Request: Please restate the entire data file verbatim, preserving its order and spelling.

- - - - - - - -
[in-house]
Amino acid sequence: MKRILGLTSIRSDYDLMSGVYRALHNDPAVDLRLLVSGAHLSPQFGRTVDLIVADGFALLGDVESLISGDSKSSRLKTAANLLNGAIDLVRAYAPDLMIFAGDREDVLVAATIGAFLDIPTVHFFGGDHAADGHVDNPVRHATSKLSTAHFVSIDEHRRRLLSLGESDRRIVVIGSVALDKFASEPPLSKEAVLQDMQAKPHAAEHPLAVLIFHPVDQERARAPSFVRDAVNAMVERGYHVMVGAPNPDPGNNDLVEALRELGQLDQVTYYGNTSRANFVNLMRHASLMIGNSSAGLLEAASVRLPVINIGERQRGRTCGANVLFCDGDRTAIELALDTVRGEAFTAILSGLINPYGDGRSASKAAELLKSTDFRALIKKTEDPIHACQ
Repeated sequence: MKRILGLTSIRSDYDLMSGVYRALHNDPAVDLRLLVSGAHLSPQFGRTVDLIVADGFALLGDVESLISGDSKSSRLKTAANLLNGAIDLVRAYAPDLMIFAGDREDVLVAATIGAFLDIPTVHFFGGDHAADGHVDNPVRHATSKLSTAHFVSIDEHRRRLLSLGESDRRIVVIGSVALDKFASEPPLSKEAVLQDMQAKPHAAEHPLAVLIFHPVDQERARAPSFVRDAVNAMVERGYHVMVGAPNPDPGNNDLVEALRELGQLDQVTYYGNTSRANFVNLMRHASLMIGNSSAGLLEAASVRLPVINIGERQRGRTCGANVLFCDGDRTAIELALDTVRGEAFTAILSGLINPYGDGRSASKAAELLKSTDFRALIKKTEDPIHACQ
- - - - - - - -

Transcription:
[in-house]
Amino acid sequence: MKRILGLTSIRSDYDLMSGVYRALHNDPAVDLRLLVSGAHLSPQFGRTVDLIVADGFALLGDVESLISGDSKSSRLKTAANLLNGAIDLVRAYAPDLMIFAGDREDVLVAATIGAFLDIPTVHFFGGDHAADGHVDNPVRHATSKLSTAHFVSIDEHRRRLLSLGESDRRIVVIGSVALDKFASEPPLSKEAVLQDMQAKPHAAEHPLAVLIFHPVDQERARAPSFVRDAVNAMVERGYHVMVGAPNPDPGNNDLVEALRELGQLDQVTYYGNTSRANFVNLMRHASLMIGNSSAGLLEAASVRLPVINIGERQRGRTCGANVLFCDGDRTAIELALDTVRGEAFTAILSGLINPYGDGRSASKAAELLKSTDFRALIKKTEDPIHACQ
Repeated sequence: MKRILGLTSIRSDYDLMSGVYRALHNDPAVDLRLLVSGAHLSPQFGRTVDLIVADGFALLGDVESLISGDSKSSRLKTAANLLNGAIDLVRAYAPDLMIFAGDREDVLVAATIGAFLDIPTVHFFGGDHAADGHVDNPVRHATSKLSTAHFVSIDEHRRRLLSLGESDRRIVVIGSVALDKFASEPPLSKEAVLQDMQAKPHAAEHPLAVLIFHPVDQERARAPSFVRDAVNAMVERGYHVMVGAPNPDPGNNDLVEALRELGQLDQVTYYGNTSRANFVNLMRHASLMIGNSSAGLLEAASVRLPVINIGERQRGRTCGANVLFCDGDRTAIELALDTVRGEAFTAILSGLINPYGDGRSASKAAELLKSTDFRALIKKTEDPIHACQ